If you’re looking to buy or sell a home in Massachusetts, you may come across the term “dual agency.” It’s important to know what it means before consenting to MA real estate dual agency. Here’s what you should know.

Buyer’s and Seller’s Agents

You probably already know that when working with a real estate agent in Massachusetts, you have the option to hire that agent. If you’re selling a home, the agent would be your seller’s agent. If you’re buying, then the agent would be your buyer’s agent. Seller’s and buyer’s agents have a fiduciary responsibility to you. This means they have a legal obligation to provide confidentiality, care, obedience, accounting, loyalty, diligence, and disclosure.

Real Estate Dual Agency

Most agents work with multiple buyers and multiple sellers at any given time. On rare occasions, they may have a listing that one of their own buyers is interested in. In this case, they represent the buyer as a buyer’s agent and the seller as a seller’s agent,… making them a “dual agent.” Dual agency creates a precarious situation because how can one agent working for two different parties truly provide the full range of services to each party? The answer is, they can’t.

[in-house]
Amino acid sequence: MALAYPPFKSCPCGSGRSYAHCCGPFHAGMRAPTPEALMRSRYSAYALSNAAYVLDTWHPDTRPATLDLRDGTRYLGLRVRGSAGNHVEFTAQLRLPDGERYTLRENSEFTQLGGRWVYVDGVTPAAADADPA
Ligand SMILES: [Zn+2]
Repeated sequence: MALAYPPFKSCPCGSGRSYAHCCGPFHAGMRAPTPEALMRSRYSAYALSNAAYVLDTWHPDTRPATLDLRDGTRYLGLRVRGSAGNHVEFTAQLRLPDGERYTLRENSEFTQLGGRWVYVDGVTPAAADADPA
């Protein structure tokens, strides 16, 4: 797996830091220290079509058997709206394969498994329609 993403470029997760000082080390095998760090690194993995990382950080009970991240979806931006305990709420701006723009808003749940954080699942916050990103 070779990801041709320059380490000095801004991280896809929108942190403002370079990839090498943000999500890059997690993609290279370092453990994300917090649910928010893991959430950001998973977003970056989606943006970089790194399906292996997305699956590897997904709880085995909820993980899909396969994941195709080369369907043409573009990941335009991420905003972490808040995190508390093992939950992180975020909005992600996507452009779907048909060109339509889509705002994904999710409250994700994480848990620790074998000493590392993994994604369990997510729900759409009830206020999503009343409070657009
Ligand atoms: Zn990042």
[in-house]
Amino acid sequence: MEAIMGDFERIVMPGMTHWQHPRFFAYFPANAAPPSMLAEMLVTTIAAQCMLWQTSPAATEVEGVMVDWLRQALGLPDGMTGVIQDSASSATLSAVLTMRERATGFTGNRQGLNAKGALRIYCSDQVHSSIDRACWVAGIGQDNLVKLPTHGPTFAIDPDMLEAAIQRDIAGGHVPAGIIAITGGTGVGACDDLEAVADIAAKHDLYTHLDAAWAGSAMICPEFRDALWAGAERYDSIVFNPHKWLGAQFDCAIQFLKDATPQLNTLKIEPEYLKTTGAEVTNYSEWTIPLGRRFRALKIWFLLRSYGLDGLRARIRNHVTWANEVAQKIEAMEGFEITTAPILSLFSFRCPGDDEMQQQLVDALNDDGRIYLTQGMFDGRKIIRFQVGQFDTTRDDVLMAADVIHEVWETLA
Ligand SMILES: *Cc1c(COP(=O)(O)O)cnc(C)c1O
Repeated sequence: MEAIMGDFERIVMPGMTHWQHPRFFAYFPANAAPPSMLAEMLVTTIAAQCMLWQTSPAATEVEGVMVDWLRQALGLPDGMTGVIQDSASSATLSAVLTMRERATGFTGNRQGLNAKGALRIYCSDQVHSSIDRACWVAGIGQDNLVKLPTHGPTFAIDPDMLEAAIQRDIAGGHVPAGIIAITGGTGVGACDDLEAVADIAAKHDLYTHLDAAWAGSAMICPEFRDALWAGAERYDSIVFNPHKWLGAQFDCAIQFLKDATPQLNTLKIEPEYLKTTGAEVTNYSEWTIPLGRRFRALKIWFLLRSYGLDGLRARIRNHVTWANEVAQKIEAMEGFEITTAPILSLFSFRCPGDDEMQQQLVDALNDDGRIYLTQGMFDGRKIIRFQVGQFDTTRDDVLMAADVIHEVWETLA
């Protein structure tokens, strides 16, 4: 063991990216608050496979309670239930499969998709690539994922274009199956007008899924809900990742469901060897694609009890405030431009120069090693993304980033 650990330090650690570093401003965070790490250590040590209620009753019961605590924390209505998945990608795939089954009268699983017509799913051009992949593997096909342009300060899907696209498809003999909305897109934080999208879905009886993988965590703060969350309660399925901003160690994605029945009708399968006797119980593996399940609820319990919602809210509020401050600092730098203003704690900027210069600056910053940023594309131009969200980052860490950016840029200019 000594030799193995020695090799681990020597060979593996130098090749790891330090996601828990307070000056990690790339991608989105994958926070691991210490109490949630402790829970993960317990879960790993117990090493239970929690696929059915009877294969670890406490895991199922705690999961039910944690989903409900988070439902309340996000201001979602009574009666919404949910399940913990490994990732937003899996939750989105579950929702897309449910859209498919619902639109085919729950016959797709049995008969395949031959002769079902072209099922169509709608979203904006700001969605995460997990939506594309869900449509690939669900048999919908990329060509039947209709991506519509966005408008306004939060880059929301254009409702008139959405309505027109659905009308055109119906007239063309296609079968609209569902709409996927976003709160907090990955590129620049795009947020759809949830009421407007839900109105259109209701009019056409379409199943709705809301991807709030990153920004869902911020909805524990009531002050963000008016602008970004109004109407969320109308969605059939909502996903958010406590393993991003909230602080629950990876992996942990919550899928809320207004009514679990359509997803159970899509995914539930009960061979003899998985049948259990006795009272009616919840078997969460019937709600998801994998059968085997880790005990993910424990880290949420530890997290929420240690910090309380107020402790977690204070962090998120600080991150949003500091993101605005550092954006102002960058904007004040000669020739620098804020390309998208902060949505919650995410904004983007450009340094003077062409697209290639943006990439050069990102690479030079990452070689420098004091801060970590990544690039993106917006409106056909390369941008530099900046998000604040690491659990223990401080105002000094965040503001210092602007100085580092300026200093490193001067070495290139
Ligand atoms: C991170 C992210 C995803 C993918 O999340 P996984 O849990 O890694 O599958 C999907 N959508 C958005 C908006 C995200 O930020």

In a dual agency situation, the agent must be fair to both sides. Therefore, they cannot provide full loyalty, disclosure, and obedience. Dual agents cannot put the interests of one party over the other, disclose known personal information, etc. In certain respects, they must act neutrally.

Consent to Dual Agency

Because of the limitations presented by MA real estate dual agency relationships, both buyer and seller in a transaction must “expressly” authorize an agent to practice dual agency. Ultimately, there is no benefit to either buyer or seller in this scenario. Thankfully, there is another option.

Designated Agency

Brokerages in MA are allowed to practice “designated agency”. One agent can be a designated buyer’s agent and another a designated seller’s agent. This allows both the buyer and seller to be represented by separate “designated agents” within the company and receive the full range of services. To learn more about dual agency, designated agency, and what arrangement best protects your interests, ask your real estate agent or attorney for further details. If you do not yet have any attorney, please give Martino Law Group a call. We would be delighted to assist you with all legal aspects of your home sale or home purchase.